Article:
For consent to be granted to construct and operate an offshore wind farm, a Habitats Regulations Assessment of the potential impacts on the features of Special Protection Areas (SPAs) is necessary. If it is not possible to rule out an adverse effect on the integrity of an SPA, consent can be granted only if there are no alternatives to the project and there is an imperative reason of overriding public interest in its consent. In those cases, compensation must be secured to maintain the coherence of the SPA network.
This study identified and answered key biological questions of relevance to assessing the likely efficacy of compensation measures relating to nine qualifying features of eight SPAs in England. The potential for three levels of additional mortality to be compensated at each of three levels of compensation was assessed, using Population Viability Analysis where appropriate.
Recommended methods for compensation included: fisheries bycatch reduction (for northern gannet); control of fox predation (for Sandwich tern and lesser black-backed gull) and the creation of strict marine reserves within SPAs (for non-breeding red-throated diver). Closure of sandeel and sprat fisheries in UK waters was predicted to benefit multiple SPA features (black-legged kittiwake, auks, and Sandwich tern) across several SPAs and to be likely to compensate for high levels of additional mortality. This measure has the potential to be used as strategic level compensation for the offshore wind industry, at least in the North Sea.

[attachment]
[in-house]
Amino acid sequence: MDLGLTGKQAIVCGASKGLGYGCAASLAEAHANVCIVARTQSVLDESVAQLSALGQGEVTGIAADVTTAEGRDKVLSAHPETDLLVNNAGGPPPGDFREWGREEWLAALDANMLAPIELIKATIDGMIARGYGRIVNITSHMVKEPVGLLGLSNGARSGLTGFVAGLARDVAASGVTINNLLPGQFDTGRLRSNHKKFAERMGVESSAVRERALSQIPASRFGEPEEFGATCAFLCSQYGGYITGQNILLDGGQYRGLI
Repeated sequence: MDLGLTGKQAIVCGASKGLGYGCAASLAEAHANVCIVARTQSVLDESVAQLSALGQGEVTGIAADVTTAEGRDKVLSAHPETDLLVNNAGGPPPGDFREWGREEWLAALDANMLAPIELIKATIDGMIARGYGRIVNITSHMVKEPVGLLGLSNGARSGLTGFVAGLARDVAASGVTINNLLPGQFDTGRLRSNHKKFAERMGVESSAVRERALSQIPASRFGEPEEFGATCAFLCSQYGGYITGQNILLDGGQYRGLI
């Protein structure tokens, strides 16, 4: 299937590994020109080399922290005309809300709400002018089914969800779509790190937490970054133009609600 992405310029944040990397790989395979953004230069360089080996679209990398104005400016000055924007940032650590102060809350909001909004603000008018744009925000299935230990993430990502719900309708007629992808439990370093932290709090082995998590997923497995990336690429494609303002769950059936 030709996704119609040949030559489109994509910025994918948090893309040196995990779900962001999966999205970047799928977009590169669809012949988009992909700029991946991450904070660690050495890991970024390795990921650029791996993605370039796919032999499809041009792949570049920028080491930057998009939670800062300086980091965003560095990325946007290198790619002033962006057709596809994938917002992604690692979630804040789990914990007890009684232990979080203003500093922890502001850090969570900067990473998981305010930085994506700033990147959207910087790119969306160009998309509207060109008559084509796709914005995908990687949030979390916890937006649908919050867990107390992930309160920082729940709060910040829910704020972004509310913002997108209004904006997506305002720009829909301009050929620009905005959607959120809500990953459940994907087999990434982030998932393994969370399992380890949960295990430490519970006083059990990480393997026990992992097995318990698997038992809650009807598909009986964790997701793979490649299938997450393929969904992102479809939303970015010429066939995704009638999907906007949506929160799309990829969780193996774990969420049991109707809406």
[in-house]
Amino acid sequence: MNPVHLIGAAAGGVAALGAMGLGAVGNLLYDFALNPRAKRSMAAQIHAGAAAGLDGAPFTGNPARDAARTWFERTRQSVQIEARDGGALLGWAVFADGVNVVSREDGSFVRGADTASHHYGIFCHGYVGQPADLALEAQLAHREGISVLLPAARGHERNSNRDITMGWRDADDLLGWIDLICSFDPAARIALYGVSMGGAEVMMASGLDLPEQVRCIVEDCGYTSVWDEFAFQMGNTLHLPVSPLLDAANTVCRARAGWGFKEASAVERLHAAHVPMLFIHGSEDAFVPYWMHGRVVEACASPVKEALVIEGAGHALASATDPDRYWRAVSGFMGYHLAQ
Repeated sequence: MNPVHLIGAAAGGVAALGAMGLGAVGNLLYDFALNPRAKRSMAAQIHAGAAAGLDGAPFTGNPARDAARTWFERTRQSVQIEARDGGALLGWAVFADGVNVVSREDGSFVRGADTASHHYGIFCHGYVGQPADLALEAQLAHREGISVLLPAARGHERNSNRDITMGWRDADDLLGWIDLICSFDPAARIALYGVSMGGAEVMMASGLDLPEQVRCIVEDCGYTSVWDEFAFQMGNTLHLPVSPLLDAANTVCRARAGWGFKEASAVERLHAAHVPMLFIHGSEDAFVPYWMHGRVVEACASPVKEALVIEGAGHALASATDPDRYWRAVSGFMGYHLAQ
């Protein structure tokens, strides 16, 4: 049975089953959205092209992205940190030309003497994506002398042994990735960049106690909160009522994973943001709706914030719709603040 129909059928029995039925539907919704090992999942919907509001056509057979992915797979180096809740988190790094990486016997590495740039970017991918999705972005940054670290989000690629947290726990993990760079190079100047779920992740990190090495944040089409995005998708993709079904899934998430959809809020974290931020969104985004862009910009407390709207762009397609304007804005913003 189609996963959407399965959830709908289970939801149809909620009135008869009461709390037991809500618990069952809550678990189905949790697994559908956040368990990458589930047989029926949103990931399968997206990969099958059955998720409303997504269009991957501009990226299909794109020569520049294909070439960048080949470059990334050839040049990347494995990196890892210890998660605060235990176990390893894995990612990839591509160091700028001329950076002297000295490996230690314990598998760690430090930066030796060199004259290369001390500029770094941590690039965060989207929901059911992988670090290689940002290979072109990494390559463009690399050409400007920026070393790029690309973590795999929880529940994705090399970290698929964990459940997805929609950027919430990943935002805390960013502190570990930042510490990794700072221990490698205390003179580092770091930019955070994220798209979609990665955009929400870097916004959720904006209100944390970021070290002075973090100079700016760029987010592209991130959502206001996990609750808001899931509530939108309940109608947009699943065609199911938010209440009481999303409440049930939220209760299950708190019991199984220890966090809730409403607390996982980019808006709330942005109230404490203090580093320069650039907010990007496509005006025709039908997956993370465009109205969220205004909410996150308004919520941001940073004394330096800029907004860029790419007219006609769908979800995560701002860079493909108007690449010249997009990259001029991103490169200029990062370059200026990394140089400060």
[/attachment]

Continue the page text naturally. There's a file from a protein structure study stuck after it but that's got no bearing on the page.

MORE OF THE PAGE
In addition to identifying recommended methods for compensation in specific case studies, this study provides a useful guide to the process of: i) identifying key biological questions that must be answered in assessing the likely efficacy of compensation measures, ii) the use of published evidence and bespoke analyses in answering those questions and iii) establishing degrees of confidence in the answers.